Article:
HOW TO USE CALOTTES/CLAMSHELLS 

CALOTTES

Calottes are also known as Clamshells due to their appearance clamshells, are a great way to finish the ends of your jewelery creations.  They are two half-round shells partially connected together, and they give a much neater finish than simply tying a knot around a jump ring or clasp and so give a nice professional look at minimum expense.

When the two halves are closed together, the calotte looks almost like any other bead. The calotte also has either a hook or a loop on one end which you use to attach to other elements of your jewellery (such as clasps, jump rings and chain etc).

They also protect your stringing material against chaffing so your creations will last longer.

If you have never used them before this step by step guide should have you using them like a pro in no time at all.

Calottes are available in a variety of styles and finishes to suit whatever project you are working on.

Calottes, also known as Clamshells have 2 cups attached together and a hook or hoop on top

Calottes, also known as Clamshells have 2 cups attached together and a hook or hoop on top

There are many different types and colours but the main differences you see are:

  • Colour and Material:  Mainly gold,silver or brass plated base metals or sterling silver.
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Calottes are available in different colours
Calottes are available in different colours

  • Size:  The standard size is about 4mm but there are larger and smaller ones available.
Sizes can vary a lot in size and color but the 4mm is the most commonly used
Sizes can vary a lot in size and color but the 4mm is the most commonly used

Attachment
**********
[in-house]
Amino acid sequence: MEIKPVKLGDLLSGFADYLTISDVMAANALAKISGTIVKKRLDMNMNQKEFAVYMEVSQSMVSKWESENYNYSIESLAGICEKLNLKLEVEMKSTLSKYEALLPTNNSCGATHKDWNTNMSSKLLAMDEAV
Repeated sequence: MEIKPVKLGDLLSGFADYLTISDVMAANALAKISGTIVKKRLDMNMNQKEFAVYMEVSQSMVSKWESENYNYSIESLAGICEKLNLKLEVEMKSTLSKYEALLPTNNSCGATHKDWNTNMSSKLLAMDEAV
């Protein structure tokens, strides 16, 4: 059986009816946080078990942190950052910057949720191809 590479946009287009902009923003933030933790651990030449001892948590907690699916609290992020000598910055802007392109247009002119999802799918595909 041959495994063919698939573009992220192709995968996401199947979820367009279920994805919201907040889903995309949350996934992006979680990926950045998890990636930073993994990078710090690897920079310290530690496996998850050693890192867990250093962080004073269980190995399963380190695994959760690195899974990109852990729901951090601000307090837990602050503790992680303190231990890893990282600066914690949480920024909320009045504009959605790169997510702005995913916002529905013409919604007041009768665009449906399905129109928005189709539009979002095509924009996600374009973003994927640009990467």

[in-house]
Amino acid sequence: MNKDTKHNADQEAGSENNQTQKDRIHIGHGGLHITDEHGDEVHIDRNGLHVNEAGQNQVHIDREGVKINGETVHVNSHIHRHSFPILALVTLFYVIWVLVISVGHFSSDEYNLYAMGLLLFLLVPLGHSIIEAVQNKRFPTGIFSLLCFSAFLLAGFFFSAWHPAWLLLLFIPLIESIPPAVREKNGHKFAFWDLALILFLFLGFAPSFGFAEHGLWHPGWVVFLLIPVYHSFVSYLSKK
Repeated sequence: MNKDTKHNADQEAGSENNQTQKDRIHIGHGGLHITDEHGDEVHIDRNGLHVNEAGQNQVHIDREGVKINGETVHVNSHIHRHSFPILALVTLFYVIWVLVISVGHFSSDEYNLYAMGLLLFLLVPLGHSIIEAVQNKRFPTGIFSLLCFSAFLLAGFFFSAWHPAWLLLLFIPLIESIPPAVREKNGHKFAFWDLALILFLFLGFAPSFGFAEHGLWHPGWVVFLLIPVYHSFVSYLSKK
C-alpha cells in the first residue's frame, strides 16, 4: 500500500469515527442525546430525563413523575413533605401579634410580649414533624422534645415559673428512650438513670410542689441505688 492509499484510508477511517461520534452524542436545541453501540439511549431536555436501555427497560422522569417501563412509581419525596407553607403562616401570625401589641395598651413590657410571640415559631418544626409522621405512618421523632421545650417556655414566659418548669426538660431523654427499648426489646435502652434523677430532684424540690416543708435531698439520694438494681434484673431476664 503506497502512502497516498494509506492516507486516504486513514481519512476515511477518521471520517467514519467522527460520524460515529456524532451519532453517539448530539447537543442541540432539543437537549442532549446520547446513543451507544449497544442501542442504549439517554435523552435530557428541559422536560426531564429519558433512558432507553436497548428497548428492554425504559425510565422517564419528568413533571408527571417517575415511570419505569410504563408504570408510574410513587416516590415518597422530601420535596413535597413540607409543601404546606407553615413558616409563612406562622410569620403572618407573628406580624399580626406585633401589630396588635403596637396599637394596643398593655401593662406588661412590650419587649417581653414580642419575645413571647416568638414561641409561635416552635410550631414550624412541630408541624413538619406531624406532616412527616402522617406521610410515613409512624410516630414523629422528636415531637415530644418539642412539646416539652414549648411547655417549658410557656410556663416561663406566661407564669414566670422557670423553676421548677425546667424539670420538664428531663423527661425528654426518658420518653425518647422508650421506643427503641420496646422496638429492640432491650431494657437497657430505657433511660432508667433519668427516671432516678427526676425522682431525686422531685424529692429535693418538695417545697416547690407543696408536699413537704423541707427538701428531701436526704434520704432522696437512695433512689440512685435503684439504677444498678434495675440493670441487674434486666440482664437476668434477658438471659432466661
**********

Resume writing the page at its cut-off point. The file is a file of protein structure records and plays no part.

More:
• Whether it has a closed hoop or an open hook on the end.
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Loop or hook
Loop or hook?

  • Whether the shells are connected at the bottom (Bottom-Open Calottes) or on the side (Side-Open Calottes).

Calottes joined at the side (the ones on the right) are usually used for Ball Chains
Calottes joined at the side (the ones on the right) are usually used for Ball Chains

  • Whether they’re double ended or single ended calottes.
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Some calottes have a single loop on one shell, others have a loop on both shells
Some calottes have a single loop on one shell, others have a loop on both shells

Once you know what is available, it’s then onto figuring out when to use calottes over other finishes. For Example:

When you’re using Ball Chain – When you’re using Ball Chains, the only way to finish them is to use a Calotte. (However, this only works with Side-Open Calottes)
Calottes joined at the side are usually used for Ball Chains
Calottes joined at the side are usually used for Ball Chains

Making multi-stranded jewelery all the threads can be hidden inside a calotte which is something you can’t do with crimps.

You're using threads (like Nymo) which can fray. Finishes such as crimps has a tendency to wear down the thread much more easily than calottes.

You’ve used crimps before and find them a bit scratchy and uncomfortable to wear, or not very attractive – If that’s the case, you may simply prefer to use calottes.

Finally, the most important bit how to use them.

On first appearance, they can look like very complicated little devices but actually, once you know how they’re used, they are really straight forward.

Here’s what the finished product looks like when you’ve fixed a calotte to the end of your jewelery.

alottes are great for multi-stranded jewelery
Calottes are great for multi-stranded jewelery.